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Esophageal Carcinoma clinical trials at UC Health
2 in progress, 1 open to new patients

  • Targeted therapy directed by genetic testing in treating patients with advanced solid tumors, lymphomas, or multiple myeloma

    “Will identifying genetic abnormalities in tumor cells help doctors plan better, more personalized treatment for cancer patients?”

    open to eligible people ages 18 years and up

    This phase II MATCH trial studies how well treatment that is directed by genetic testing works in patients with solid tumors or lymphomas that have progressed following at least one line of standard treatment or for which no agreed upon treatment approach exists. Genetic tests look at the unique genetic material (genes) of patients' tumor cells. Patients with genetic abnormalities (such as mutations, amplifications, or translocations) may benefit more from treatment which targets their tumor's particular genetic abnormality. Identifying these genetic abnormalities first may help doctors plan better treatment for patients with solid tumors, lymphomas, or multiple myeloma.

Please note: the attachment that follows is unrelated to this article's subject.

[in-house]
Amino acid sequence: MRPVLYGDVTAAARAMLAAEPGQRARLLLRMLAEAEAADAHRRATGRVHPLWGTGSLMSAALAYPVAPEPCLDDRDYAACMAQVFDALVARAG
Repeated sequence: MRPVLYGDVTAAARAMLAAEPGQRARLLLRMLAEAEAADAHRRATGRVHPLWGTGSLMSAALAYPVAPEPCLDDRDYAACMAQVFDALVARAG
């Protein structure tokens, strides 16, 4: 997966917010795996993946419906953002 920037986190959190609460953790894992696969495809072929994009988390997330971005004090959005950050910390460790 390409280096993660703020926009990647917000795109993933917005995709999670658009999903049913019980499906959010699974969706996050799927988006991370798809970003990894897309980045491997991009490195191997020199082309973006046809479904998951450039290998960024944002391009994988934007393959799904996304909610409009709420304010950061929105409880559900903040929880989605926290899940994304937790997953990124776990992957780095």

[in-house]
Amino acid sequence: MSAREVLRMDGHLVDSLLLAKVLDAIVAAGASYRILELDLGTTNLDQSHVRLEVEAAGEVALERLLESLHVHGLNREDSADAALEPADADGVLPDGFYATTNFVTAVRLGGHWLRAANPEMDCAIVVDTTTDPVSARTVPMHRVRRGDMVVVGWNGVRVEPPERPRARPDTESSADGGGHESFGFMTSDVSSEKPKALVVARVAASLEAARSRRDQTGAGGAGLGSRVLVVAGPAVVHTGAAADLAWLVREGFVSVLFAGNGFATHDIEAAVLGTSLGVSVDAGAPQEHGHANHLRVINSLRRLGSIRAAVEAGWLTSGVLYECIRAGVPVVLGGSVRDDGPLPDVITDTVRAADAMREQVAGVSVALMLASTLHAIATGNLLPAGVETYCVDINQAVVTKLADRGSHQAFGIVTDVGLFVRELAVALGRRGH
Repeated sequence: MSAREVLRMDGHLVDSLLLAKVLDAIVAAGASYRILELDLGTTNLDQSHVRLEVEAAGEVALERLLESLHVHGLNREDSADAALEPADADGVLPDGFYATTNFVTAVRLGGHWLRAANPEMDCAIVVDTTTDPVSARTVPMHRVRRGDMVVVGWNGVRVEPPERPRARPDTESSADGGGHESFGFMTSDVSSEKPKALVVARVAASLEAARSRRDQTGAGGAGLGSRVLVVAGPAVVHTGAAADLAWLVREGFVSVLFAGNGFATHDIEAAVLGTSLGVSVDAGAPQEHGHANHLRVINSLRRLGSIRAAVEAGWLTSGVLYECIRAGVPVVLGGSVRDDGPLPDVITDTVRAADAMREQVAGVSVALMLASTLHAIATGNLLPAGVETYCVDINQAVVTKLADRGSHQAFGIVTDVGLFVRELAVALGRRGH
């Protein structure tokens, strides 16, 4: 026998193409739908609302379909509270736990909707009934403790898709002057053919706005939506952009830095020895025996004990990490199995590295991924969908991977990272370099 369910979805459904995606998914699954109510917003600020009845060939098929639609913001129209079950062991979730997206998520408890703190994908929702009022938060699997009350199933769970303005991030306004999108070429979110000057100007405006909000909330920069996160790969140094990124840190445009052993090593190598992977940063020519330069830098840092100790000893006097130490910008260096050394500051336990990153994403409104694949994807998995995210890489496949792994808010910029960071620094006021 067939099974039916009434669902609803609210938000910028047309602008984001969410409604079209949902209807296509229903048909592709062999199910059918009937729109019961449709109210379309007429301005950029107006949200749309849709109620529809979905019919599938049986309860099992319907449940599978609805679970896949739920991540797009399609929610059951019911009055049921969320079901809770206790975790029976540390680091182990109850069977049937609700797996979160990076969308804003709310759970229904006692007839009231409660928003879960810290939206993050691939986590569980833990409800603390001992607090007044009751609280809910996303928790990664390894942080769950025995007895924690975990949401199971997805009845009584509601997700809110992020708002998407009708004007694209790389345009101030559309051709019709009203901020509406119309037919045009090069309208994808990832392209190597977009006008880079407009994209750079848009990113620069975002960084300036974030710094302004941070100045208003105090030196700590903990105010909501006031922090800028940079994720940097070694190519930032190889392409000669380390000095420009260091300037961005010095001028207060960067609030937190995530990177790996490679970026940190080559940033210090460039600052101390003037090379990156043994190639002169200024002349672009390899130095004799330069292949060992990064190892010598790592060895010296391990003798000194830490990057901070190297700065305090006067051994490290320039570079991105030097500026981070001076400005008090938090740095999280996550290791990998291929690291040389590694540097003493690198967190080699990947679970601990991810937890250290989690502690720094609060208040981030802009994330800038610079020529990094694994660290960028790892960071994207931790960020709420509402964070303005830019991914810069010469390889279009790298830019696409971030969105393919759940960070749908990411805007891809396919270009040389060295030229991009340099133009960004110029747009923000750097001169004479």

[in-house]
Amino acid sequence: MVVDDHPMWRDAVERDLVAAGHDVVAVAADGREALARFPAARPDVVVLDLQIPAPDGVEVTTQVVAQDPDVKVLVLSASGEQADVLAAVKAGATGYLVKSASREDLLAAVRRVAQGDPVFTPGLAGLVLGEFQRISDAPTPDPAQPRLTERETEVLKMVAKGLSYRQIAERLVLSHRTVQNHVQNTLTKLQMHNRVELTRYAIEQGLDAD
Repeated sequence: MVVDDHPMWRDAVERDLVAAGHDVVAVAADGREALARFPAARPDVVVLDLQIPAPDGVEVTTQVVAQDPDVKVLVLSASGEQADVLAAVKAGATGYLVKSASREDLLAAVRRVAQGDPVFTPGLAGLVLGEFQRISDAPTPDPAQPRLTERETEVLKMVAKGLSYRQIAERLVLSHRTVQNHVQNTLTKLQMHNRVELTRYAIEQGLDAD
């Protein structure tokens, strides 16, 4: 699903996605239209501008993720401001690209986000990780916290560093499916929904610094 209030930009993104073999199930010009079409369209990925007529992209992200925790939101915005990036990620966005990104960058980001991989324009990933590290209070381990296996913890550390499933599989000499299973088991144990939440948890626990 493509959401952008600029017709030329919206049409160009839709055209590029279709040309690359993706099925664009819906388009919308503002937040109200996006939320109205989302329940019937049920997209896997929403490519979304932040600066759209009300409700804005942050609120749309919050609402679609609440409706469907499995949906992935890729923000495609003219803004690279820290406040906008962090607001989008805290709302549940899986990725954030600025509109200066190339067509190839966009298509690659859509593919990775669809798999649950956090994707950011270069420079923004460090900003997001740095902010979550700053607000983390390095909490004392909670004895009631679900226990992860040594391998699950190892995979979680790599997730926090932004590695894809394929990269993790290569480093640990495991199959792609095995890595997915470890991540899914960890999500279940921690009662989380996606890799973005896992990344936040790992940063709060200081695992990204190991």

at UC Irvine UCSD UC Davis

  • Experimental medicine and chemotherapy in treating patients metastatic cancer or tumors that cannot be removed by surgery

    “Study looking at side effects and the best dose of experimental medicine (veliparib) in combination with chemotherapy treatment”

    Sorry, currently not accepting new patients, but might later

    This phase I trial studies the side effects and the best dose of veliparib when given together with paclitaxel and carboplatin in treating patients with solid tumors that are metastatic or cannot be removed by surgery and liver or kidney dysfunction. Veliparib may stop the growth of tumor cells by blocking some of the enzymes needed for cell growth. Drugs used in chemotherapy, such as paclitaxel and carboplatin, work in different ways to stop the growth of tumor cells either by killing the cells, by stopping them from dividing, or by stopping them from spreading. Giving veliparib together with paclitaxel and carboplatin may kill more tumor cells.

    at UC Davis

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